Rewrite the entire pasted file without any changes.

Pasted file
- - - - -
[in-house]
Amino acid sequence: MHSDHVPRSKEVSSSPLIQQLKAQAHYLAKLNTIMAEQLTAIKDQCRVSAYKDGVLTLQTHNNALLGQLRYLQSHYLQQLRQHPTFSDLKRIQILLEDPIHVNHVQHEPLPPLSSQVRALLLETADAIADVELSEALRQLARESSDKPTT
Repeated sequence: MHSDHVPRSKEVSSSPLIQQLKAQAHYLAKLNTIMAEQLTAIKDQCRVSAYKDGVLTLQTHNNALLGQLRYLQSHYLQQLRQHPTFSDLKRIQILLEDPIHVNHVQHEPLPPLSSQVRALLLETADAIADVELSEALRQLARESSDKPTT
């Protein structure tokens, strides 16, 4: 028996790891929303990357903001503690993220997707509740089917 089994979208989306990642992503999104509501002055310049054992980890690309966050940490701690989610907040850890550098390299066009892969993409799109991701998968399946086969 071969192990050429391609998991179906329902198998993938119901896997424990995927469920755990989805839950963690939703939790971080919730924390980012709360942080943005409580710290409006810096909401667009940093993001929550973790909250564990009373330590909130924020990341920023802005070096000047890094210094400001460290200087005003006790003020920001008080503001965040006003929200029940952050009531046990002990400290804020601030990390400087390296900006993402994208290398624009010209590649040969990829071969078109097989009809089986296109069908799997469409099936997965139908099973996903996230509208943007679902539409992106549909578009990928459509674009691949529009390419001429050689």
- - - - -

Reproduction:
[in-house]
Amino acid sequence: MHSDHVPRSKEVSSSPLIQQLKAQAHYLAKLNTIMAEQLTAIKDQCRVSAYKDGVLTLQTHNNALLGQLRYLQSHYLQQLRQHPTFSDLKRIQILLEDPIHVNHVQHEPLPPLSSQVRALLLETADAIADVELSEALRQLARESSDKPTT
Repeated sequence: MHSDHVPRSKEVSSSPLIQQLKAQAHYLAKLNTIMAEQLTAIKDQCRVSAYKDGVLTLQTHNNALLGQLRYLQSHYLQQLRQHPTFSDLKRIQILLEDPIHVNHVQHEPLPPLSSQVRALLLETADAIADVELSEALRQLARESSDKPTT
């Protein structure tokens, strides 16, 4: 028996790891929303990357903001503690993220997707509740089917 089994979208989306990642992503999104509501002055310049054992980890690309966050940490701690989610907040850890550098390299066009892969993409799109991701998968399946086969 071969192990050429391609998991179906329902198998993938119901896997424990995927469920755990989805839950963690939703939790971080919730924390980012709360942080943005409580710290409006810096909401667009940093993001929550973790909250564990009373330590909130924020990341920023802005070096000047890094210094400001460290200087005003006790003020920001008080503001965040006003929200029940952050009531046990002990400290804020601030990390400087390296900006993402994208290398624009010209590649040969990829071969078109097989009809089986296109069908799997469409099936997965139908099973996903996230509208943007679902539409992106549909578009990928459509674009691949529009390419001429050689």